Sunday, 3/30/14

    1. Sunnie’s Under-the-Bus Adventure
    2. Dr. John is not Donny Osmond
    3. Walking in Putin’s Shoes
    4. A little soulcraft

1

In Virginia, a “Christian School” dishonors itself and its Lord:

Doris Thompson, who’s 69, said she was stunned when she received a letter last month saying the school can deny enrollment to applicants for condoning “sexual immorality,” homosexuality or alternative gender identity.

Principal Becky Bowman wrote that “we believe that unless [Doris’ 8-year old Tomboy great-granddaughter] Sunnie as well as her family clearly understand that God has made her female and her dress and behavior need to follow suit with her God-ordained identity, that TCS is not the best place for her future education.”

This story bugged me, and I figured out at least part of the reason why.

The school through attorney Matt Staver now complains that “confidentiality laws” prevent them rebutting the Thompsons’ allegations. But wasn’t the letter they sent truthful?

Well, not completely. Matt Staver is dissembling. No confidentiality law prohibit the school saying that its real reason for jettisoning an 8-year-old Tomboy was anticipated by a certain Caiaphas 2000 years ago:

If we let [her] thus alone … the Romans shall come and take away both our place and nation. And one of them, named Caiaphas, being the high priest that same year, said unto them, Ye know nothing at all, Nor consider that it is expedient for us, that one man should die for the people, and that the whole nation perish not.

Trust me on this: Numerous and/or powerful people went to Principal Bowman or her Board and demanded that Sunnie conform to gender stereotype, or be kicked out, or there would be bad consequences for the school.

People whose Christianity is thin, but whose wallets are thick. People who picked such-and-such Christian School more to keep their kids away from poor folks than to keep them close to God. People with big, shiny gas guzzlers commensurate with their attitude of entitlement. People whose long suit isn’t mercy.

It only takes one or two loudmouthed louts like that to make an institution pee its institutional pants.

It’s just that simple. I’d bet you a bunch of money on that.

This sort of behavior is not a Christian specialty, or an Evangelical foible, though it’s more galling when prissy Pharisees do it. It’s an institutional thing. It’s as true of Purdue University as of Timberlake Christian School.

In other words, throwing individuals under the bus as needed is what institutions do. The institution, you see, is more important than consistent application of any principle for which it supposedly stands. If your presence threatens the institution, you go missing one way or another. Otherwise, the institution won’t be around any more to stand up courageously for vital principle 50.1% of the time.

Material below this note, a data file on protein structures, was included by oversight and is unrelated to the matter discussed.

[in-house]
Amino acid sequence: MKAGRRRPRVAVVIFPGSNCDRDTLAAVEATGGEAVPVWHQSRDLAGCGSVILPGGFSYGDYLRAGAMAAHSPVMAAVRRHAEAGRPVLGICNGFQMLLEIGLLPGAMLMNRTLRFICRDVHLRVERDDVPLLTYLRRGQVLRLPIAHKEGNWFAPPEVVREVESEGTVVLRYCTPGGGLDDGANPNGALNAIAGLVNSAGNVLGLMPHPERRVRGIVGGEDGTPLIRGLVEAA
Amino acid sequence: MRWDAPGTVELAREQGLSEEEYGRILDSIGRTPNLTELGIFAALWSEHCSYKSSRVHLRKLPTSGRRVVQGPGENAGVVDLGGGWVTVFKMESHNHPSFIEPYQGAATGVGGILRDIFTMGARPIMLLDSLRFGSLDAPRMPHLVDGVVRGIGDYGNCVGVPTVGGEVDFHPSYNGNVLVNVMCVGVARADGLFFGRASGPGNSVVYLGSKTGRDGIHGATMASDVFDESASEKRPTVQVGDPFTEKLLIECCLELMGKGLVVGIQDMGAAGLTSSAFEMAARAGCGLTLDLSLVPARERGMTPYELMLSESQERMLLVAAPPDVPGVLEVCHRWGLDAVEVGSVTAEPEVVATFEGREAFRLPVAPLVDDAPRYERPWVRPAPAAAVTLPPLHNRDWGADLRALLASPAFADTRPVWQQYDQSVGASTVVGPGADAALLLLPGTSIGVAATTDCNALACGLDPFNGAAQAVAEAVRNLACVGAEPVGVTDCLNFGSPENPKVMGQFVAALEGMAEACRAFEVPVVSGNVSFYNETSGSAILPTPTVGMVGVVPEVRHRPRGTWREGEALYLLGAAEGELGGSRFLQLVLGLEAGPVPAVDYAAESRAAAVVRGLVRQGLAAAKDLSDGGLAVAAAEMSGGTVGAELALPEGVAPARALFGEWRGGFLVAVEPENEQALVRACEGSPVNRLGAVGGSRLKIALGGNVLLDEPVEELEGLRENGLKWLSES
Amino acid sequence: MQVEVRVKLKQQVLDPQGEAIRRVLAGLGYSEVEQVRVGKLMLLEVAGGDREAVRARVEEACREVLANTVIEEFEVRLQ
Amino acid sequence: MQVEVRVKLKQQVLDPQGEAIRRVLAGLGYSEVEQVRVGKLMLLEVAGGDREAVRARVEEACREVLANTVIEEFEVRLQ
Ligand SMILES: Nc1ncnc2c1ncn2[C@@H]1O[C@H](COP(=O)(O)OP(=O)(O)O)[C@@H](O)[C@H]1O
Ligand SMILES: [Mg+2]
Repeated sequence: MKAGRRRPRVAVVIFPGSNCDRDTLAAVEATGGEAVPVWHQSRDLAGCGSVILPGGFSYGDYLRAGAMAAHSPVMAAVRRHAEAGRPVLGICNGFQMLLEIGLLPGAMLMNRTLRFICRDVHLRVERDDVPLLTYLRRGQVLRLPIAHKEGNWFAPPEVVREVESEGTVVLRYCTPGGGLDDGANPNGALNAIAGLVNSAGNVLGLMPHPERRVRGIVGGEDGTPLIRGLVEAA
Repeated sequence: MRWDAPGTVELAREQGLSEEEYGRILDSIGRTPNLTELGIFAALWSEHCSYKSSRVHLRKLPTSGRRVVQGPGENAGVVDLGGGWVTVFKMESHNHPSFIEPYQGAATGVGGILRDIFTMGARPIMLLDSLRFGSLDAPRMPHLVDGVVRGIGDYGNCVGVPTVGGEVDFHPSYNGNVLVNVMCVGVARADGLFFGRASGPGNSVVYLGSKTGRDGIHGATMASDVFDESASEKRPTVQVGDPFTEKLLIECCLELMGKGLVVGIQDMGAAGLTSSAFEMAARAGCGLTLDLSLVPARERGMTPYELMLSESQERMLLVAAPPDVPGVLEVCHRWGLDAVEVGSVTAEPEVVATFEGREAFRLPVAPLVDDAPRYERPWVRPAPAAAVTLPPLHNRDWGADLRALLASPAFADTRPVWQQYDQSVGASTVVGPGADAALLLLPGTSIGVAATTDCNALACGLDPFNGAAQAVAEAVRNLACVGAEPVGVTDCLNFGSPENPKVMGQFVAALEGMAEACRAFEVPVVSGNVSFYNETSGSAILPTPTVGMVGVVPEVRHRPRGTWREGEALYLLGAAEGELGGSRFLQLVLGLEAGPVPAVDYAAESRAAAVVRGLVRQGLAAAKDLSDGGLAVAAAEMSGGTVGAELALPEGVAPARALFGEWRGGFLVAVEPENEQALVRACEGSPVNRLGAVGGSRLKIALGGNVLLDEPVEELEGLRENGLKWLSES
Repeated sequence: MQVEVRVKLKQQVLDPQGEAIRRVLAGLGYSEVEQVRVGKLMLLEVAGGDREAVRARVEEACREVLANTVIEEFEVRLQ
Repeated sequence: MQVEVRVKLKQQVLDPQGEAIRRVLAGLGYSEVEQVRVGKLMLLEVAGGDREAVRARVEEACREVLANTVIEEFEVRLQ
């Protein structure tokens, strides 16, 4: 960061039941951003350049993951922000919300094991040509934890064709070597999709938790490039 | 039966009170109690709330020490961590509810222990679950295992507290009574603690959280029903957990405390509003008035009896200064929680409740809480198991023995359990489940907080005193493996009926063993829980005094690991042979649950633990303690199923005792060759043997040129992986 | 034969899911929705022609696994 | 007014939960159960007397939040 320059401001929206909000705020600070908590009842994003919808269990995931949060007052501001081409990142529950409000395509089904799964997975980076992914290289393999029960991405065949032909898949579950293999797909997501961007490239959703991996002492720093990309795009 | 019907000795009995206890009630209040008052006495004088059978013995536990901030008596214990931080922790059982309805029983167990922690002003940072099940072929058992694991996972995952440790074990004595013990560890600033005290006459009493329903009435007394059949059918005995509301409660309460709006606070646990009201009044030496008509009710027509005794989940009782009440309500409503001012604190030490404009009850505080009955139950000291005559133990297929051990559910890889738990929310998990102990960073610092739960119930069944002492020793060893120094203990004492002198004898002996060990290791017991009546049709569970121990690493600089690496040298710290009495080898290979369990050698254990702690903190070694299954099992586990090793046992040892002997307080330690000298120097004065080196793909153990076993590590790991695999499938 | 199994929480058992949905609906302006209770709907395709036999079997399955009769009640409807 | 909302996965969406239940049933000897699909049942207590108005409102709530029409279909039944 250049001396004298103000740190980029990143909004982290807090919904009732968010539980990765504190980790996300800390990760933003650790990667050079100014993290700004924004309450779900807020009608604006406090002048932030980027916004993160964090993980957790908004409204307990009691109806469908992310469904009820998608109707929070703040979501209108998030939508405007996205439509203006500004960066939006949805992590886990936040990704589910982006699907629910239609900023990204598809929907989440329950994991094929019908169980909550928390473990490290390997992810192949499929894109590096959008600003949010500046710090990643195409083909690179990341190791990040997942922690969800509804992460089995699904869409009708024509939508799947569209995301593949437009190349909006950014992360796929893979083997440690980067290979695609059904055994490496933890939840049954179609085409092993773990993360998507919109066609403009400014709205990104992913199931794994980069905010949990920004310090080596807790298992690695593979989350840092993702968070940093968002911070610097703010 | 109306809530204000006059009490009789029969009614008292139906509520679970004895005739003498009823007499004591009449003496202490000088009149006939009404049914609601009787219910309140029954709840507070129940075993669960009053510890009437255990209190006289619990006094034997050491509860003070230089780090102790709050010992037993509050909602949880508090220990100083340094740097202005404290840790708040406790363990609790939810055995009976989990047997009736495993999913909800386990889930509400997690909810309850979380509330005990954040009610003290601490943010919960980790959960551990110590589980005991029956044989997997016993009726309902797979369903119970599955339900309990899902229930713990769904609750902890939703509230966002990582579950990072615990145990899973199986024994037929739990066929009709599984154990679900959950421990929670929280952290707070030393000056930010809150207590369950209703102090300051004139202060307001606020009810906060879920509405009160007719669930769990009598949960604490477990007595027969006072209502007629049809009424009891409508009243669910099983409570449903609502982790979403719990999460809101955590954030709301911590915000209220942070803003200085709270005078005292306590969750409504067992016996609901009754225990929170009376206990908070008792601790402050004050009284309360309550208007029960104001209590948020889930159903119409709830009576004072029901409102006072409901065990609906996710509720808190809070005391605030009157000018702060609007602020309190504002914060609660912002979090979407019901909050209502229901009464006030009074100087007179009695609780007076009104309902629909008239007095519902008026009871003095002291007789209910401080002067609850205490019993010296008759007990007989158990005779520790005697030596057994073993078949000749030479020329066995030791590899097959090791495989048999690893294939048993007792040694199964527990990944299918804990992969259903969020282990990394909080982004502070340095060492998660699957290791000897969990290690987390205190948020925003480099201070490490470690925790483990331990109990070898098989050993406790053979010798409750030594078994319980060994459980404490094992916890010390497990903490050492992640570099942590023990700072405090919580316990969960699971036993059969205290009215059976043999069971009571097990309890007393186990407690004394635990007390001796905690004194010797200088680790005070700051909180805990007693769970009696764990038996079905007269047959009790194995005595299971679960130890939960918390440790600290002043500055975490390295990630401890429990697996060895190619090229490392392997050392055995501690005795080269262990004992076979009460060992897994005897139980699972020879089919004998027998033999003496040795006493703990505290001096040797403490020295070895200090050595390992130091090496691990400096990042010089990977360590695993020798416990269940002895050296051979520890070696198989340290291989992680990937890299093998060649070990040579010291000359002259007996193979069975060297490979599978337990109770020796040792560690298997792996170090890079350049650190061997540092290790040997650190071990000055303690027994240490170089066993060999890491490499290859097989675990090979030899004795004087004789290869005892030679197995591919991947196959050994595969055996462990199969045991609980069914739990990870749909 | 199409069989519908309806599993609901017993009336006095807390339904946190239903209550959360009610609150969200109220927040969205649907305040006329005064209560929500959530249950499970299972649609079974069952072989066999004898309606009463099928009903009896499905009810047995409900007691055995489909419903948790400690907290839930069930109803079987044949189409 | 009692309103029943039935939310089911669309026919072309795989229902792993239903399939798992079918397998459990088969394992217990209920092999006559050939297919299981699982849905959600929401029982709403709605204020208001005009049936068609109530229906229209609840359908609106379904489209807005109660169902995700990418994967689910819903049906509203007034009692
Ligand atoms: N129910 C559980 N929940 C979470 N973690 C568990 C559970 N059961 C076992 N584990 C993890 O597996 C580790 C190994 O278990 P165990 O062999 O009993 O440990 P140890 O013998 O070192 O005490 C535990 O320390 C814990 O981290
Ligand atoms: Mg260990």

That’s the same mentality that tells Congressmen they must abandon campaign promises if necessary to get re-elected. It’s the mentality that tries to hush up victims of sexual abuse by superiors, administrators or clerics. The examples are probably endless.

And I don’t know that there’s a darned thing we can do about it.

I’d rather cite the heavens, which tell the glory of God, than dwell in the muck that shows our brokenness, but our brokenness is an important part of reality.

2

One of the big dangers perceived after Hurricane Katrina was that New Orleans would be Disneyfied in the rebuilding. It may be happening.

I’m no fan of vice or transgressive displays, but I loved pre-flood New Orleans anyway, so I’m in two minds about trying to, oh, turn Dr. John into Donny Osmond.

3

Patrick J. Buchanan invites us to walk a mile in Vladimir Putin’s shoes. It’s quite good, if one will read it with empathy and with realization that our liberal ideology (left liberal and right liberal) is an ideology.

Otherwise, we snort at the end that Putin’s a troglodyte revanchist (if we have really big vocabularies) and return to our regularly scheduled jingoist reveries.

4

Often we find that those who had not previously known God have much stronger faith than those who claim to have been devout all their lives. When a person who has not known God comes to his senses and begins to pray to God, he knows what it was like before and he knows Who helped him find the light at the end of the tunnel.

We have the chance to change for the better if we repent of all our evil ways, but when a soul passes into eternity it does not have the capacity to pray for itself. I did not know this, but once I had the opporunity to feel as though my soul were about to depart my body. I felt that I could no longer pray for myself. A monk prayed for me, but I could not: my time for repentance was finished.

(Elder Thaddeus of Vitovnica, in Our Thoughts Determine Our Lives)

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“The remarks made in this essay do not represent scholarly research. They are intended as topical stimulations for conversation among intelligent and informed people.” (Gerhart Niemeyer)

Some succinct standing advice on recurring themes.